This morning, as Storm Angus battered the South of England, the weather in North Yorkshire was equally cold, wet and very windy. It felt like a very good day to be leaving the UK and flying to Sri Lanka.
The drive down to Heathrow airport was wet, but mercifully uneventful. Once we’d deposited our car at the long-term parking place, a short shuttle bus drive brought us to Terminal 3, where we joined a long queue for the Sri Lanka Airways check-in desk.
By the time we’d successfully fed our suitcases to the black hole, negotiated two adjacent seats so that Tracey and I could be toggevva, and passed through security without setting off any alarms, we only had about an hour to wait before jumping through our final hoop, into a large aeroplane. By the mystery that is time, our flight would start at approximately 9pm, and ten and a half hours later, arrive in Sri Lanka at just gone 1pm on Tuesday (to save you worrying about the maths; Sri Lanka is five and a half hours ahead of the UK).
I’m not a fan of long haul flights. Cattle Class means being squashed into a very small seat, where you basically rub shoulders and legs with your neighbour. This shouldn’t be a problem providing everybody behaves themselves; alas, I was sat next to a bloke who had no concept of personal space, and frequently treated me to his left elbow. If this wasn’t bad enough, something was going on with his left leg. Maybe it was his way of avoiding Deep Vein Thrombosis, or maybe he just had hyperactive legs; either way, I swear his left leg had a life of its very own, annoyingly bouncing up and down ten to the dozen for the majority of the flight. I had Tracey to my left, who had the aisle to her left, and I’d loaded up our tablets with movies and stuff to watch in the event of the entertainments system being as rubbish as the one earlier in the year, when we flew for 13 hours to Ecuador.
The good news is; the entertainments system wasn’t that bad. The bad news is; the lady who sat ahead of me decided she would be more comfortable if she dropped the seat back. Fine for her… not so good for me. Totally oblivious to the discomfort she was inflicting on me… I hope she had a comfortable few hours lazing back in her seat while I had the entertainments monitor thrust into my face and the space in front of me constricted even further.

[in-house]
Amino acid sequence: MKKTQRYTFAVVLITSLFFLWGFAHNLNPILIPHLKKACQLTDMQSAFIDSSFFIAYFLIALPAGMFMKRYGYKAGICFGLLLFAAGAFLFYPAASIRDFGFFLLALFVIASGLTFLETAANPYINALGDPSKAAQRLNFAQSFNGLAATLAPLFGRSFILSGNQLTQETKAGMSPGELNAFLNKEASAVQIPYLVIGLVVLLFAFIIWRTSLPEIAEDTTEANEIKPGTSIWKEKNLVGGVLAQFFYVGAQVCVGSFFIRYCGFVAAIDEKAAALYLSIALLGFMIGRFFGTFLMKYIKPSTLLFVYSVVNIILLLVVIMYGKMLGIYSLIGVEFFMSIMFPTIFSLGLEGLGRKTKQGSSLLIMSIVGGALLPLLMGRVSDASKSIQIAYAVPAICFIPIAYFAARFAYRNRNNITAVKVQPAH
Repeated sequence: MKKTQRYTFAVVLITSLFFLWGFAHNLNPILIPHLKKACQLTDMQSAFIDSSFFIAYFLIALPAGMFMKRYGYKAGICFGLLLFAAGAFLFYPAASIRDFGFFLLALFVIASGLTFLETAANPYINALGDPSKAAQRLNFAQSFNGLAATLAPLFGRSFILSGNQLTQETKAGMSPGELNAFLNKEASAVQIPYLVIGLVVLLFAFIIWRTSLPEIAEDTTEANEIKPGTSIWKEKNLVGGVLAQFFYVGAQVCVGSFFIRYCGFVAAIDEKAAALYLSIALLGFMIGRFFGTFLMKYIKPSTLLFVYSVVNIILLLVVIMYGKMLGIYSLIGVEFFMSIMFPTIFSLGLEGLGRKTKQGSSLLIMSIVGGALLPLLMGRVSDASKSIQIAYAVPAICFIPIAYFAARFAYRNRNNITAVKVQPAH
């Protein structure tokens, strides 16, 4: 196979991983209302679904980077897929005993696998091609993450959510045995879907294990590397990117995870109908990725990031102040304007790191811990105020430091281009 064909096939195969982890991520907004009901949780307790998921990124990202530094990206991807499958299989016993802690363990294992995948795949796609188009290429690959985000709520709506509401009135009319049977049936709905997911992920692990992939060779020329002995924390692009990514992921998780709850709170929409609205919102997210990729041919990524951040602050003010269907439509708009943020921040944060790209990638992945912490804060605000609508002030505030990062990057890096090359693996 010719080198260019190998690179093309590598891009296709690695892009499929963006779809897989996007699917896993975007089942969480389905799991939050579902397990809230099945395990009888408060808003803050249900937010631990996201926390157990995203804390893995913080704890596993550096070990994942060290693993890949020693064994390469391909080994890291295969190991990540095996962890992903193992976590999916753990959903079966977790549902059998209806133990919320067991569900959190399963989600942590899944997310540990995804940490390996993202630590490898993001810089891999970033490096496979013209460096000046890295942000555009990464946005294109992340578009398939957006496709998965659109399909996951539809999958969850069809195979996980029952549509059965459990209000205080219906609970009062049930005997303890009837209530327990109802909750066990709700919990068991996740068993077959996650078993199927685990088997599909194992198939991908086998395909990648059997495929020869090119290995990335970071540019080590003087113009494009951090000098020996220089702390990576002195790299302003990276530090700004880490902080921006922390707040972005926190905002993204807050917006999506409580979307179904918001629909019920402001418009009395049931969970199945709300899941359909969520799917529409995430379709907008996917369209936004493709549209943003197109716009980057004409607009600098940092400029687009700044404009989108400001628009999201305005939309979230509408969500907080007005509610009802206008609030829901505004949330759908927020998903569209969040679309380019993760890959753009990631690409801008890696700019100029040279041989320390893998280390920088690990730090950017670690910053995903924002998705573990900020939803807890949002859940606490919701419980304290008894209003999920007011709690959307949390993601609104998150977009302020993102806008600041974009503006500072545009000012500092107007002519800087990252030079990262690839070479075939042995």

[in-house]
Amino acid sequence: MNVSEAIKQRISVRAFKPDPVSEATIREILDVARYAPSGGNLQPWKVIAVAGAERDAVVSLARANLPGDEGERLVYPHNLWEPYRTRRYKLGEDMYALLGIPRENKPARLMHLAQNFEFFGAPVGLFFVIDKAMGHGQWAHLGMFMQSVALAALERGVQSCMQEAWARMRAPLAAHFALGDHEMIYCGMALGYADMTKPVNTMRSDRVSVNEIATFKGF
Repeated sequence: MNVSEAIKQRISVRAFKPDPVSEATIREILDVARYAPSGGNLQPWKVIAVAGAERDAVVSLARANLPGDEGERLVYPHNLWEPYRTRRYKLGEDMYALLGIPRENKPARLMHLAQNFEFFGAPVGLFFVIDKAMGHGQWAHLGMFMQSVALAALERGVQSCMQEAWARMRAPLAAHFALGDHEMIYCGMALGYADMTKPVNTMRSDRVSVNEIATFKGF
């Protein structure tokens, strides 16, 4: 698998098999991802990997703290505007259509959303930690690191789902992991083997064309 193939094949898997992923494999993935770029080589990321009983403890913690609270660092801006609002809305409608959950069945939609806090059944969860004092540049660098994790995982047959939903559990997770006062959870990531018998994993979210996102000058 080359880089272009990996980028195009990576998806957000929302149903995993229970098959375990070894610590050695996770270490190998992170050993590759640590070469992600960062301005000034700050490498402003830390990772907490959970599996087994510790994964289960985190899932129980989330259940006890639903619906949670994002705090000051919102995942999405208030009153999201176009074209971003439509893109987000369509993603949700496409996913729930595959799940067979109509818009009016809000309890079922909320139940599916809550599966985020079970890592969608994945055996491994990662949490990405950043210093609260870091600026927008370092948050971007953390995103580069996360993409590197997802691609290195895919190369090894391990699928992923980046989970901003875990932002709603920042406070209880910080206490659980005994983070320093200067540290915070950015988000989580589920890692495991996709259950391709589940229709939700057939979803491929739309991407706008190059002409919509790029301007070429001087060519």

I’m not going to rant on about the flight; the food was underwhelming and the loo situation is never good at 37,000 feet. Despite it being a night flight, I don’t think I actually managed to grab any sleep at all; suffice to say I couldn’t get off the plane fast enough when we finally landed (and Tracey wonders why I turn into Mr Grumpy…).
You know when you open the oven to take out a pie or a pizza, and the blast of heat steams up your glasses? That’s what it was like to step out of the terminal at Colombo airport and into the stifling heat of Sri Lanka at just gone midday.
Fortunately, the coach that took us the 45-minute drive to the port was sufficiently air-conditioned.
By the time we’d boarded the Voyager, queued again to check-in, and unloaded our suitcases, both Tracey and myself were well and truly bushed.
One endearing memory of our first evening in Sri Lanka has to be this…
We sat on the upper ‘Promenade’ deck drinking tea, while waiting for the Bistro to open for dinner. One of the young entertainers was singing her pre-dinner set as the light faded and a storm rolled in. And what a storm it was; the rain, when it came, was heavy and persistent, and the thunder and lightning became increasingly intense. We worried about the singer, holding her microphone, plugged into the portable amplifier, surrounded by such a deluge (we were thinking she should at least be wearing rubber gloves and wearing wellies), but she sang on. And as she persisted; the storm raged overhead, punctuating the songs with crashes of thunder that became more and more frequent, and louder; crashes that rattled the ship, one’s bones and everything else. It was, to not put too fine a point on it; quite spectacular.
After dinner, we both fell into a very deep and blissful sleep.